Ruth Mayer holds the chair of American Studies at Leibniz University in Hannover, Germany. She is the director of the research project "Multiplication: Modernity, Mass Culture, Gender in the United States, 1910-1933," and the co-editor of Modernity and the Periodical Press: Trans-Atlantic Mass Culture and the Avantgardes, 1880-1920 (Brill, forthcoming 2022).
Lower-middle-class and working-class girls coming to the big city in the early twentieth century made all sorts of life choices, but in the popular fiction of the period a disproportionate number of them end up as chorus girls. Chorines turned into icons of American urban modernity—versatile, daring, sexy, and young.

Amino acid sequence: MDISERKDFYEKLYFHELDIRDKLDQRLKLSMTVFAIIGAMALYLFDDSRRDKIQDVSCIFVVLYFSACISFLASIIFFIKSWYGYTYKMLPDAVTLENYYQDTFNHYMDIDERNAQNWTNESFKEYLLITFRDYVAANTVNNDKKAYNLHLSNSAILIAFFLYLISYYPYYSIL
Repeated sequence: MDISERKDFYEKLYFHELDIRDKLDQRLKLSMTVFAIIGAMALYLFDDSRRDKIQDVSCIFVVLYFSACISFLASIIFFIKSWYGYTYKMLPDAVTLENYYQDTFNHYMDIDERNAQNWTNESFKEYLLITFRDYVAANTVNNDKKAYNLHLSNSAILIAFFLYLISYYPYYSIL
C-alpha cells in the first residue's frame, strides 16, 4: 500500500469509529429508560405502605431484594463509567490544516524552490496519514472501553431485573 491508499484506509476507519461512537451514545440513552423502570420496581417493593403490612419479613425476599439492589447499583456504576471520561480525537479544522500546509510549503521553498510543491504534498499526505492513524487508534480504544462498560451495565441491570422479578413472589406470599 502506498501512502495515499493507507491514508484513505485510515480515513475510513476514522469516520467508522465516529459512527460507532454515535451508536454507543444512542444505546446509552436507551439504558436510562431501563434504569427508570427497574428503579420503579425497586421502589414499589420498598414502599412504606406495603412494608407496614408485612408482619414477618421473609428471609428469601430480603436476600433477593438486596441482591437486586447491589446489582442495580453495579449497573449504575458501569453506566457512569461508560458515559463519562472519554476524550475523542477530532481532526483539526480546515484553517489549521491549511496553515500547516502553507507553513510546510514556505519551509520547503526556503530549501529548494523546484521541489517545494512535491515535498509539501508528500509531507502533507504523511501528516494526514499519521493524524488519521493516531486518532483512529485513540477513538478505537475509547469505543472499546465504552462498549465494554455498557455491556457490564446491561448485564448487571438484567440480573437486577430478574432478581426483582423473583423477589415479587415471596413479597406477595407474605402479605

When Fantômas, the futuristic master criminal and terrorist, first enters the stage of modern mass culture in 1911, he complies with the associations raised by his name and does not really take shape. Phantomlike, he gives evidence of his existence through his actions rather than personal appearances. Like other famous creatures appearing on the mass cultural scene of the day—Dracula comes to mind—Fantômas proceeds through dispersal, diffusion, and distraction, figuring forth a flickering presence, not yet here and already gone.